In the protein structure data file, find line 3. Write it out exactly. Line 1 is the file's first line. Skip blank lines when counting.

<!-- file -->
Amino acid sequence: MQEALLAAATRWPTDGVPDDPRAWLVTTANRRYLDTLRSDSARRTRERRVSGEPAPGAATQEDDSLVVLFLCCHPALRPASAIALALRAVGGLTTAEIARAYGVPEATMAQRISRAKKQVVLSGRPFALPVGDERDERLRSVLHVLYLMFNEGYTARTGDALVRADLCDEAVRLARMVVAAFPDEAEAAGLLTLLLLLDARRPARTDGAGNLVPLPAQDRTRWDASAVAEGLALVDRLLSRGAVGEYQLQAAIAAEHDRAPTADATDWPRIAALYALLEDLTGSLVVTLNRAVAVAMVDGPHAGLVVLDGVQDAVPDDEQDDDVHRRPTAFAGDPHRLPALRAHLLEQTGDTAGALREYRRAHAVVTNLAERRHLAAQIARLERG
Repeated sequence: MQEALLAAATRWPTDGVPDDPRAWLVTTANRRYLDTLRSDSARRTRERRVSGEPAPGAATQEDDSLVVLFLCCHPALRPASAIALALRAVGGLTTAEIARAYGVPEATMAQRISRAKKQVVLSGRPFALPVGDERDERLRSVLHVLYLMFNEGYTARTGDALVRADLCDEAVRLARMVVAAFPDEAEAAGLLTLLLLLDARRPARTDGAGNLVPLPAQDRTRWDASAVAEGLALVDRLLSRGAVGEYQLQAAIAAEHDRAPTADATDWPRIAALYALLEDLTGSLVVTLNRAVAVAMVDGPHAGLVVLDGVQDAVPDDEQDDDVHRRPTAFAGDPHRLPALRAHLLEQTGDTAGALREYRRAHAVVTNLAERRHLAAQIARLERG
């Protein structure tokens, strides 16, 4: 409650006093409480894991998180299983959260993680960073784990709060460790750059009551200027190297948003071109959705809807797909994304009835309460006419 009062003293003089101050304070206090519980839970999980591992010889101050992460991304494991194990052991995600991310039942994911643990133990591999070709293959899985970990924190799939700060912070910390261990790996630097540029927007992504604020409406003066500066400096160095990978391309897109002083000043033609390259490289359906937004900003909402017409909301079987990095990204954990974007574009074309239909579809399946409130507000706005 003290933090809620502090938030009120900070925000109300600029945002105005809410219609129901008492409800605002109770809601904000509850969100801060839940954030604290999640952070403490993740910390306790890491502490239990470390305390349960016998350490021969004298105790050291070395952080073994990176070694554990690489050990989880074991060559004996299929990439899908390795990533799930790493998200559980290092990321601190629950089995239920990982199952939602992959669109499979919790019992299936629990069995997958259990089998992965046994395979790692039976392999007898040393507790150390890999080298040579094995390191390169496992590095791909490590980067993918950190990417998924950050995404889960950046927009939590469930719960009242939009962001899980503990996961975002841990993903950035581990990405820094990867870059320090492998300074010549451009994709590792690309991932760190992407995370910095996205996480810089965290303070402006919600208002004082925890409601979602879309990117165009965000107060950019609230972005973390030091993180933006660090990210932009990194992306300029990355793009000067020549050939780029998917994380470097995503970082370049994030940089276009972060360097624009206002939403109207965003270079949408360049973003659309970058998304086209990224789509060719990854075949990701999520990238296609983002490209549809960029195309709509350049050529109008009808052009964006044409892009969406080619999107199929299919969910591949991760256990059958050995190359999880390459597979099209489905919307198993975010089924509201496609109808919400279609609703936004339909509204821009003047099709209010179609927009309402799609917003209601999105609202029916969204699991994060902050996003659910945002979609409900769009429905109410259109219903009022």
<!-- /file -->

């Protein structure tokens, strides 16, 4: 409650006093409480894991998180299983959260993680960073784990709060460790750059009551200027190297948003071109959705809807797909994304009835309460006419 009062003293003089101050304070206090519980839970999980591992010889101050992460991304494991194990052991995600991310039942994911643990133990591999070709293959899985970990924190799939700060912070910390261990790996630097540029927007992504604020409406003066500066400096160095990978391309897109002083000043033609390259490289359906937004900003909402017409909301079987990095990204954990974007574009074309239909579809399946409130507000706005 003290933090809620502090938030009120900070925000109300600029945002105005809410219609129901008492409800605002109770809601904000509850969100801060839940954030604290999640952070403490993740910390306790890491502490239990470390305390349960016998350490021969004298105790050291070395952080073994990176070694554990690489050990989880074991060559004996299929990439899908390795990533799930790493998200559980290092990321601190629950089995239920990982199952939602992959669109499979919790019992299936629990069995997958259990089998992965046994395979790692039976392999007898040393507790150390890999080298040579094995390191390169496992590095791909490590980067993918950190990417998924950050995404889960950046927009939590469930719960009242939009962001899980503990996961975002841990993903950035581990990405820094990867870059320090492998300074010549451009994709590792690309991932760190992407995370910095996205996480810089965290303070402006919600208002004082925890409601979602879309990117165009965000107060950019609230972005973390030091993180933006660090990210932009990194992306300029990355793009000067020549050939780029998917994380470097995503970082370049994030940089276009972060360097624009206002939403109207965003270079949408360049973003659309970058998304086209990224789509060719990854075949990701999520990238296609983002490209549809960029195309709509350049050529109008009808052009964006044409892009969406080619999107199929299919969910591949991760256990059958050995190359999880390459597979099209489905919307198993975010089924509201496609109808919400279609609703936004339909509204821009003047099709209010179609927009309402799609917003209601999105609202029916969204699991994060902050996003659910945002979609409900769009429905109410259109219903009022």